• Guns can be bought and sold, although the transactions may be governed by laws concerning the licensing of dealers and bans on certain types of weapons. Also, not everyone can buy a gun; pur­chasers must comply with age restrictions and submit to back­ground checks. Certain rules limit how and where a person may use a gun; for example, you cannot legally use your gun to shoot deer if it is not hunting season. People who own guns have a limited property right in their guns. Others can be excluded from use of them.
    • Privileges and Limitations of Ownership 
  4. Property Well-defined? Exclusive? Transferable? Enforceable?
    skateboard yes – see signs in mall yes yes yes
    water park or ski lift ticket yes – see print on back of ticket or receipt yes no yes – but may be difficult
    gun yes – local, state and federal laws yes yes – with limits to some extent – illegal weapons & black market exist
  5. Students should now understand that ownership has a variety of meanings, and that property rights include a variety of privileges and restrictions.  Divide the class into small working groups, and give each group a set of the laminated pictures of various items (or display the overhead slide).
    • A sample set might include: school and/or library book; bald eagle;  hamburger; air outside a balloon; air inside a balloon; an apartment; a doll, a child or baby; coins or dollar bill; a can of paint; a lake; a stream; a beautiful view of a garden
    • Direct students to answer the follow­ing questions about each item: 
      • Who is the likely owner of the item on the card? (Person, city, or not well-defined?)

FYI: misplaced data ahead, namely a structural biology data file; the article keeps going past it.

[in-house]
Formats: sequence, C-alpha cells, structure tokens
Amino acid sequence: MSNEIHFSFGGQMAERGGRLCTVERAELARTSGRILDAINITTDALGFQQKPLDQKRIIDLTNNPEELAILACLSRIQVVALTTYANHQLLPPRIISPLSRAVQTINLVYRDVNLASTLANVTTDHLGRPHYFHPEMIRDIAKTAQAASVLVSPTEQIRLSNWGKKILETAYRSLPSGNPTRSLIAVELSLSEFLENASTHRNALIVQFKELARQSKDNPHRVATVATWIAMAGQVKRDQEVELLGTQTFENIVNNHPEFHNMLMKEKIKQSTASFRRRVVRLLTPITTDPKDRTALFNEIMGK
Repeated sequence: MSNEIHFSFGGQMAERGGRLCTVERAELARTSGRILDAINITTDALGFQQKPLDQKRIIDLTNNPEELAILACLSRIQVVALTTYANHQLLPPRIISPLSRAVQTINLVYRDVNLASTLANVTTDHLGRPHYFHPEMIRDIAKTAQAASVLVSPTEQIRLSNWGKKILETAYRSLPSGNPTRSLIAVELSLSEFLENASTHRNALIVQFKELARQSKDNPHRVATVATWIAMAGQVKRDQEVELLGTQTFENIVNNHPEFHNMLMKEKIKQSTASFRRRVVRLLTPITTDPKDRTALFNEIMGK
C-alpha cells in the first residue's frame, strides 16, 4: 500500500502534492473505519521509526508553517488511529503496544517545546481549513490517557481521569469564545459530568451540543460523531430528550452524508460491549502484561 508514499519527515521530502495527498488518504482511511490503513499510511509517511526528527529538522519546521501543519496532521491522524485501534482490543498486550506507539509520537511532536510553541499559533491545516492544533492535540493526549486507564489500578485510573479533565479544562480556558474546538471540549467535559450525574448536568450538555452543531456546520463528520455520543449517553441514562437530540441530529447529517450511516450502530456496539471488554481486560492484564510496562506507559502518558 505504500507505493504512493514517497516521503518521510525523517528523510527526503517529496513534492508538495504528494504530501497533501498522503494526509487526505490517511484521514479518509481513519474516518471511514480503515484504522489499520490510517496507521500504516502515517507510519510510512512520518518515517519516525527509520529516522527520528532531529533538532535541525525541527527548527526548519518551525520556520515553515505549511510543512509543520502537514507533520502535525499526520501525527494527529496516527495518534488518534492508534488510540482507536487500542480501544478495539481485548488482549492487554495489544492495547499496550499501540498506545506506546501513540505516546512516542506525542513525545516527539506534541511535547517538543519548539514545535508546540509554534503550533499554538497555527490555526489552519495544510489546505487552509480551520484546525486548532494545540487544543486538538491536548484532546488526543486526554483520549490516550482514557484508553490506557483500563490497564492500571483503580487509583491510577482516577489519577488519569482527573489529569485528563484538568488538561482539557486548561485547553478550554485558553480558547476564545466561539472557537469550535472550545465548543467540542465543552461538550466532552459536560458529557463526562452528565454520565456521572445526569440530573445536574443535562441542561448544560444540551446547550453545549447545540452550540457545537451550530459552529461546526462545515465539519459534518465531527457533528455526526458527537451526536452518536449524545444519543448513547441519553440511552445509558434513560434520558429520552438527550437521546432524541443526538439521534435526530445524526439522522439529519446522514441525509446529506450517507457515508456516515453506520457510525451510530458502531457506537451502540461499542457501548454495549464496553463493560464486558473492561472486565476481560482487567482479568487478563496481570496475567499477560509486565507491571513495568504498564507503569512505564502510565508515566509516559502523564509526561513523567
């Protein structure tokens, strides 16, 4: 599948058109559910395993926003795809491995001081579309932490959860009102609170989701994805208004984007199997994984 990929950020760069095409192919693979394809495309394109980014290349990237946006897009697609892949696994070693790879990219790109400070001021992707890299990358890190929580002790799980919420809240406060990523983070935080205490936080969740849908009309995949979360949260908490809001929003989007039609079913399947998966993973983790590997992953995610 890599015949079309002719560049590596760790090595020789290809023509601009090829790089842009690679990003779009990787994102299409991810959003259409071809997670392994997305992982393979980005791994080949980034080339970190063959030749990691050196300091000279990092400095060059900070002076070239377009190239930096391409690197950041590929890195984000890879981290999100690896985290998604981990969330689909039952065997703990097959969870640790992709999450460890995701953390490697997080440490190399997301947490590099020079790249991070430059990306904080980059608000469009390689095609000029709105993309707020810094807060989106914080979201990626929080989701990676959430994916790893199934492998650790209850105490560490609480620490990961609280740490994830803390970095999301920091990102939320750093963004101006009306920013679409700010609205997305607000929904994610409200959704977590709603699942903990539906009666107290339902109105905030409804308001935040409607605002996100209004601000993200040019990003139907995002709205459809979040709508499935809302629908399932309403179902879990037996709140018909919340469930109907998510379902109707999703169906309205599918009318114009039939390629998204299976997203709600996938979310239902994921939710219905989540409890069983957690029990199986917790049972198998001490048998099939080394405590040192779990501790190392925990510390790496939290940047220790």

• What are the owner’s privileges and limitations? (Can ownership or use be excluded, transferred, and enforced?)
      • How is ownership of this item the same as / different than ownership of other items in your pile of pictures? 
    • Allow 5-10 minutes for small group discussions.
    • Reconvene the class. Ask each group for a one-sentence generalization about property rights based on their discussion. (Answers should focus on the range and variety of ways in which we define ownership.)
  6. Return to the definition of property rights. Display Visual 3 and discuss the four characteristics of property rights with regard to some of the items in the pictures.
    • Are the property rights well-defined? (Are the limitations and privi­leges of ownership clear?)
    • Are the property rights exclusive? (Can the owner keep other people from using the property?)
    • Are the property rights transferable? (Can the owner sell the prop­erty?)
    • Are the property rights enforceable? (Will the police and/or the courts uphold the owner’s rights to the property and punish people who violate those rights?)
  7. Distribute Handout #1 and review the first three items with the large group. Ask the students to return to their discussion groups and to complete the next 3 rows on the chart – identifying the characteristics of property rights to: a library book, a hamburger, and a beautiful view of a garden.